An Interview With Dr. Robert Crowley (RockDoc Rob)
Why is Instrument assisted soft tissue manipulation (IASTM) Increasing in popularity?
Dr. Robert Crowley: IASTM has become popular for a number of reasons: First, the vibratory properties of a quality IASTM tool allow the practitioner to feel areas of facial restriction or loss of fascial glide as the tool vibrates over areas where the skin and fascial layers becomes glued.
Second, the tool saves our hands, elbows, shoulders etc. Many of my Chiropractic technique professors taught me to take care of yourself first in order to be able to take care of your patients. When IASTM is performed properly it allows you to use a lot less force and keep you in a more ergonomic position saving the therapist from wear and tear. The improved comfort and efficiency for the therapist is most notable at the end of a busy day in clinic.
Finally, after taking our RockBlade courses, many therapists realise how effective the technique is in such a short time. This allows them to spend less time performing soft-tissue work. The rest of the time can be used to perform rehab which will ultimately lead to better treatment outcomes. In essence, it's a passive treatment tool that supports exercise rehabilitation by allowing more time for it.
How long have you been using Tools in your Chiropractic treatment room?
Dr. Robert Crowley: Originally I trained in the Graston Technique at Chiropractic school. I had used tools on and off over the last 15 years, but didn't quite buy into the mechanical deformation model. Therapeutic Bruising was not my thing. Recently I have been using tools more consistently and successfully thanks to the more modern neuro-sensory approach. My patients prefer it!
Are there different ways to use tools?
Dr. Robert Crowley: Rockblades/IASTM can be used in a number of ways. They can be used with fast/light techniques to stimulate or up-regulate the nervous system. Light feathering techniques can also be used to decrease pain in acute settings. Slower-deeper techniques to down-regulate, relax, and decrease pain. The tools can also be used to capture fluid to decrease swelling or enhance lymphatic drainage. Shearing techniques can be used to improve myofascial glide as well.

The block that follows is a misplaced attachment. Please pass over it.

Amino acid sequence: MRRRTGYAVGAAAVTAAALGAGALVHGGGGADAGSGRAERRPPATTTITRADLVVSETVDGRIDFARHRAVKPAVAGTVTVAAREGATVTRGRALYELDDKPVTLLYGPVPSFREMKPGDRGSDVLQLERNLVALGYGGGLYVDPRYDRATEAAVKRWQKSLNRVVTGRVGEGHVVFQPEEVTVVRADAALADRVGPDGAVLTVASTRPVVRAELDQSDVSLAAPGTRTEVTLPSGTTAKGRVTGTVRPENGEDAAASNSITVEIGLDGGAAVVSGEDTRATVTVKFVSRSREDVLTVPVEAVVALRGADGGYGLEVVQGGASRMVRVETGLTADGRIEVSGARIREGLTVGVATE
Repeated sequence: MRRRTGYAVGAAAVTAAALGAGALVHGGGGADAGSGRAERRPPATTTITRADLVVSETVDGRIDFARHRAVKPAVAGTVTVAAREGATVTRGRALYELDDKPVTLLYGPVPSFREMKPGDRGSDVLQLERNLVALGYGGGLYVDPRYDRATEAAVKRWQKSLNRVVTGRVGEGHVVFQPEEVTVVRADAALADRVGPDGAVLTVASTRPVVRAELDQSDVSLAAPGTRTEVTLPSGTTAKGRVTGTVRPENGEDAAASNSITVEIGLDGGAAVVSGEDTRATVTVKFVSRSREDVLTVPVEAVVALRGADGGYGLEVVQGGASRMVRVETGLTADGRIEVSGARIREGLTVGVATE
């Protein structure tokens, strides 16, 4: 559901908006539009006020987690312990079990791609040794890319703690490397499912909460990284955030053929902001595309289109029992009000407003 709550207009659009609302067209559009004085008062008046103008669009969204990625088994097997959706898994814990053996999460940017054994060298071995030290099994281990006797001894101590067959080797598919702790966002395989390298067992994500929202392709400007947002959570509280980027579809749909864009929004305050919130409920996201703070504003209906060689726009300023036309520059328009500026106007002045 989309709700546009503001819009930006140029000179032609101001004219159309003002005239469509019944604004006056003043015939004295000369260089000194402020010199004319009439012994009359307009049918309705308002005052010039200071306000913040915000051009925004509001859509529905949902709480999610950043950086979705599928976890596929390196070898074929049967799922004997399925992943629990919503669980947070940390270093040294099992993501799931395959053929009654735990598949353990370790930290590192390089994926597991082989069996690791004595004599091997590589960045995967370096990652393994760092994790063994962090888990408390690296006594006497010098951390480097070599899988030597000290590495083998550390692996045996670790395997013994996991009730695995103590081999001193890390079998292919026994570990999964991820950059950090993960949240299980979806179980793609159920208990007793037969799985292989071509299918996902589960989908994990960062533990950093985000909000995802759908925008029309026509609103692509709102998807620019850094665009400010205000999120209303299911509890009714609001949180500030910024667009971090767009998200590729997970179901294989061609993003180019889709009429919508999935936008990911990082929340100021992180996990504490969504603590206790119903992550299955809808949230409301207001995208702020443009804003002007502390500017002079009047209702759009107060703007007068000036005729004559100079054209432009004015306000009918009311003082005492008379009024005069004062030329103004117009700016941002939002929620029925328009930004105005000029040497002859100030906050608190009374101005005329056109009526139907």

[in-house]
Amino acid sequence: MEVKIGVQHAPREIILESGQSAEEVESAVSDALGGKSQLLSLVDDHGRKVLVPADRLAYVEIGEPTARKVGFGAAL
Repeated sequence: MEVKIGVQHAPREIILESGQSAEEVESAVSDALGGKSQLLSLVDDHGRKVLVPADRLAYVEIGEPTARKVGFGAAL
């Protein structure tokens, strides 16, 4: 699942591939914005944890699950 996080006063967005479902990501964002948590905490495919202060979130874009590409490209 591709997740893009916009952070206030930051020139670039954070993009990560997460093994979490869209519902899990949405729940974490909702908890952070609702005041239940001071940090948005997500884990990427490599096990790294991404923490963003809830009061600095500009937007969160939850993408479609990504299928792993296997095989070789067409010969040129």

People are talking about 'scanning' the tissue...what do they mean?
Dr. Robert Crowley: Scanning tissue is used prior to initiating treatment by using the tool lightly over tissue looking for areas of redness, pain, or areas where fascial glide is compromised. I typically will ripple up and down stream along Anatomy Trains.
Please can you outline one of your favourite techniques?
I can't say I have a favourite technique, but on our courses we use various markers or screens prior to treatment. These can be orthopedic tests, or movement screens that illustrate an impairment or re-create pain. I love it when I screen the patient, treat, and show an improvement in the marker. Not only does it give me feedback on the affect of treatment, but the patient sees the change. This creates buy in' from the patient, motivates the patient to be compliant, and ultimately gets results.
Dr Robert Crowley BSc DC
Chiroprcator & RockTape Instructor
Rob completed his Doctorate of Chiropractic degree at the National University of Health Sciences in America and is now registered with the General Chiropractic Council, is a member of the British Chiropractic Association and European Chiropractic Union, he currently works in private practice in Norwich. Robert is involved in Crossfit as a competitive athlete, coach, rehabilitator and Chiropractor.
Don't miss Robs presentations at the RockTape Movement summit during Therapy Expo 2017!